In regard to the March 10 article asking if Minneapolis has enough bike lanes (“Minneapolis is riding high in making way for bikes”), I’d say no. I believe the construction and design of bike lanes is not just about adding more paths for bikes and limiting those for cars but, more important, concerns a city’s purpose. It appears to me that the main goals of a city are to build for and thrive within density, both of which are limited by the considerations we make for personal cars. The city loses space to develop and potential property taxes because of what is allocated for roads and parking spaces. Another goal of a city is to increase accessibility, and this is not achieved by creating more turn lanes. Prominent car presence shuns the basic unit of civilization, the human. There are numerous places in Minneapolis where it feels weird or unsafe to be a pedestrian because of the amount of space given to cars, especially downtown.
Building for transit, pedestrians and bikes before cars will lead to a more efficient city design. Car ownership is not an affordable endeavor for all. By prioritizing car transportation over more equitable forms such as transit, biking and walking, we perpetuate the income and racial inequalities that are ever-present in Minneapolis today. A protected bike lane on 3rd Avenue S. is not just another bike lane, but a much-needed shift away from the paradigm that considers the car on the street before the person on the sidewalk.
Galen Ryan, Minneapolis
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A more appropriate question would be: “Does Minneapolis’ bicycle infrastructure encourage more cycling?” As the city itself has a goal of 15 percent modeshare by 2025 — current modeshare hovers stubbornly around 5 percent — we need to get going on a network that will make new cyclists feel safe on our city’s streets. Currently, there are no safe north-south routes through downtown, and 3rd Avenue S. will provide that. It’s worth reminding everyone that cycling is a fiscally responsible (very cheap), environmentally friendly (no air pollution) and invigorating (it gets you physically fit) mode of transportation. In other words, it’s a noble mode of transportation that our city has wisely embraced and ought to continue embracing. I hope that our City Council will act virtuously in this respect.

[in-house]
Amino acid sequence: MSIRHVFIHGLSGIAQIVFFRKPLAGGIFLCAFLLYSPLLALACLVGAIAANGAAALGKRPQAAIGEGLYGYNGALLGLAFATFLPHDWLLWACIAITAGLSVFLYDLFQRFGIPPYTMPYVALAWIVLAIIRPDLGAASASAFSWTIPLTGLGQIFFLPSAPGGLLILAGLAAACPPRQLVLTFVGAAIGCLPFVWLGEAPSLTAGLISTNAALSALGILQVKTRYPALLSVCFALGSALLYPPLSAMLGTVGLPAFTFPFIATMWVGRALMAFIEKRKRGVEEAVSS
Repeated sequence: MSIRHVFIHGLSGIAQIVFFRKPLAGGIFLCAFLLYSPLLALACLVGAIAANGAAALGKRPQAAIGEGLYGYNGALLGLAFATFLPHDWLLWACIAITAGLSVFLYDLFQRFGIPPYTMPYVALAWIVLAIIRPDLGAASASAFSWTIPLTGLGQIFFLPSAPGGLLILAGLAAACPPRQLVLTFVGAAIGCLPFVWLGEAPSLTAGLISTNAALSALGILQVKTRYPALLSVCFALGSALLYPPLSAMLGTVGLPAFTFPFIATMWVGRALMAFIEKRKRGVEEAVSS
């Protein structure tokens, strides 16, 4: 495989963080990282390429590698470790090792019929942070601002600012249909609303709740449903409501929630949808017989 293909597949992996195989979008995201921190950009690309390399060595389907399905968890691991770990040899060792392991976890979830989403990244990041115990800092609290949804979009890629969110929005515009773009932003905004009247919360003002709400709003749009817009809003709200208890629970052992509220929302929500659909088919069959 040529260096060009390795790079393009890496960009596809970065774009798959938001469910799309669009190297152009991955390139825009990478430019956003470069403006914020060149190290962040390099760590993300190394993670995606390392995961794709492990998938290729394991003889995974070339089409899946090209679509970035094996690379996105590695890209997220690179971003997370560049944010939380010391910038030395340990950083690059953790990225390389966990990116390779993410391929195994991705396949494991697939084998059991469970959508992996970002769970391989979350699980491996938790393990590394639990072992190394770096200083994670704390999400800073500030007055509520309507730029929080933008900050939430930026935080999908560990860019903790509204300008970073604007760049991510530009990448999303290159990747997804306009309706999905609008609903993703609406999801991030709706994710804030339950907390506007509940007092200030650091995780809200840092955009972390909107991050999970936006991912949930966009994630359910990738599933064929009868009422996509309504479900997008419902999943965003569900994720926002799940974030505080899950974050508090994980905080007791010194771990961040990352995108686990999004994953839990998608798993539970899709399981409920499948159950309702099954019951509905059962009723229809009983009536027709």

Jeremy Bergerson, Minneapolis
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As one of the many bike commuters in Minneapolis, I want to remind everyone that we’re out there (many of us are iron-willed) but that there are many more who want to join us to get some fresh air, a little exercise and a nice safe alternative to a car to save a little cash. Minneapolis has provided me many opportunities to choose other options than a car, and that has improved my health and well-being. I can choose to reduce my impact on city infrastructure (roads) by taking the bus, train or a car rental, or go by bike. If these options weren’t accessible and a comfortable alternative, I wouldn’t be able to live my life the way I want, and I wouldn’t have chosen to settle and spend my money in this awesome little metropolis. I commend the hard work on walking and biking to ensure a safer and healthier city for future generations. It keeps the city competitive and happy, and it boosts our local economy.
Mallory Anderson, Minneapolis
POLYMET MINE PROPOSAL
If questions were honestly answered, the plan would die